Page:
The future belongs to those who prepare for it today. – Malcolm X
Recently I was invited to an event, as one of the keynote speakers, where I spoke to almost 500 teachers. I asked them what term defined the current century that we were in. The answers I received ranged from the Jet Age, to Digital Age, and Tech Age, to name a few of their responses.
I then told them that the current age that we are in is defined by information; as such, we call it the Information Age. I laid out a vision for them of the past compared to where we are currently and how the future would look like for our students, in comparison to the present. I emphasised the uncertainty facing our students as a lot of what we were postulating were just guess work. I reminded them that none of us could have predicted the advent of Facebook when we were growing up or Google, which is currently is integral to our lives.
The amazing changes that have occurred before us are stupefying, and most folks order stuff from Amazon all around the world. A generation ago, it took a business behemoth sometime to disintegrate, but now it happens instantaneously.
I went to Graduate School at Syracuse University, less than a 100 miles away from us was the epicentre of Kodak in the States, Rochester. It was where a Kodak engineer invented the world’s first digital camera in 1975. Kodak ordered a study of the impact of filmless photos way back in the early eighties and sat on the report. In the late 2000s, the company had fallen out of grace with buyers that it tried to restore it’s image by releasing a marketing video claiming that it, too, was on the digital bandwagon. Kodak filed for bankruptcy. From 1975 to 2012, it took almost 40 years for it to pay for not being future ready.
When we think computers, most of us associate them with Apple but the engineers at Xerox invented the world’s first computer with a window-based graphical user interface in 1973, 10 years earlier than Apple did so. They didn’t take advantage of what they already had and almost went bankrupt in 2000. It finally fell apart in 2016. It was indeed a sad occurrence for such a pioneering company.
M Pesa, a money transfer service, was launched by a mobile phone service provider in Kenya in 2007, and by 2011 it had disrupted how payments were made and enabled consumers not to have to go to traditional banks.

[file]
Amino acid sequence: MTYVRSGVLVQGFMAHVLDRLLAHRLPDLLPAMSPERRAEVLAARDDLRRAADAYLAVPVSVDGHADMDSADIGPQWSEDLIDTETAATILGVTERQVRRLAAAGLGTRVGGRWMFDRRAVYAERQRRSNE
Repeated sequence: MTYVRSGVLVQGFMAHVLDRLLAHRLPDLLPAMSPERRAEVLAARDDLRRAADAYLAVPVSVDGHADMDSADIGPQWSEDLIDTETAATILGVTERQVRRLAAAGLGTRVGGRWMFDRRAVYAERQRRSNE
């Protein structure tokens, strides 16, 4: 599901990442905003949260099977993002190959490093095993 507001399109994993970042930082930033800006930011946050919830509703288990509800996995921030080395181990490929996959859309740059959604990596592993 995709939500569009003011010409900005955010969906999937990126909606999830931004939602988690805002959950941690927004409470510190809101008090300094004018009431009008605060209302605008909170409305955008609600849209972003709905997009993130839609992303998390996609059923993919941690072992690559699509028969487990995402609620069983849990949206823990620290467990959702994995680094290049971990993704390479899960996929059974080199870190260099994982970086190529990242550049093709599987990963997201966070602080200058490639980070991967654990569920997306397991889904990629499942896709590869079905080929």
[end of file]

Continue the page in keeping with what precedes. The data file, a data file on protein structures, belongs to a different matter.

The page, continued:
Uber was created in 2009. Within eight quick years, it overturned traditional taxi services in over 600 cities around the globe, raised alarm among regular taxis and resisted threats to shut it down.
Elon Musk, who with Tesla has given Toyota sleepless nights, by using disrupting technology in automobiles, entreats governments around the world to set up task forces to pay attention to what artificial intelligence will do to our society; it is critical we wake up and pay heed.
Everything is changing, not just businesses, but even social institutions are shifting at increasingly rapid speeds. Even relationships have gone digital; it used to be taboo to date online but it’s almost being taken for granted now. We even create business alliances/partnerships online these days.
Presently, we can see the shifting elements in which our politicians, bureaucrats and the educators are dictating what our children should learn. They spend more time arguing which precepts from which centuries should have precedence in our children’s minds.
The 21st century is the age of uncertainty; the century of ever-changing sands. This is the century of creating , and not receiving, knowledge. One must be able to deal with ambiguity, be fluid, be open minded and engage in dialogue.
The million-dollar, or is billion-dollar, question is: What sort of knowledge will prepare our children for this tricky century as it unfolds? The honest answer is that, like much else, we really can’t properly answer this yet. However, we can try to answer it by asking: What kind of education will prepare them for this age?
There are two issues that will require a lot of reflection as we proceed forward to answer that question.
There is an urgent need to develop skills to resolve transformation. Skills that involve the utilisation of critical reflection, creative inquiry, and rejection of closed mindedness. The need for these skills is acute. We are at a point where every child who grows up without these skills will be in grave danger of being, at the best, irrelevant to the world around him or her and, at worst, fodder for increasingly sophisticated schemes for subjugation of the mind. The need today is to create learning based on the science of attention, and inquiry.
Also with so much shifting around, there is a need for deep psychological anchor; and these should be meaningful anchors. Education should provide insights into morally validating and emotionally satisfying the bases for living. It would aid coherence and well-being in our communities. We need to foster a sense of dialogue, interdependence, and dedication in each other.
There is a delicate juggling between balancing both – the former tends to emphasise the abilities that are innate in a person, while the latter requires careful, loving attention to our communities; our external world.
There has always been tension between the right of the individual and the right of the group, but never before has there been a immense need to do both together.
I have faith that we can get this done right in the beautiful minds of our young ones; and as an educator, I am one of those tasked with enabling that we create this transformation in their minds.
Adetola Salau; Educator / Speaker / Author/ Social Entrepreneur / Innovator
She is an Advocate of STEM Education and is Passionate about Education reform. She is an innovative thinker and strives for our society & continent as a whole to reclaim it’s greatness. She runs an educational foundation with the mission to transform education.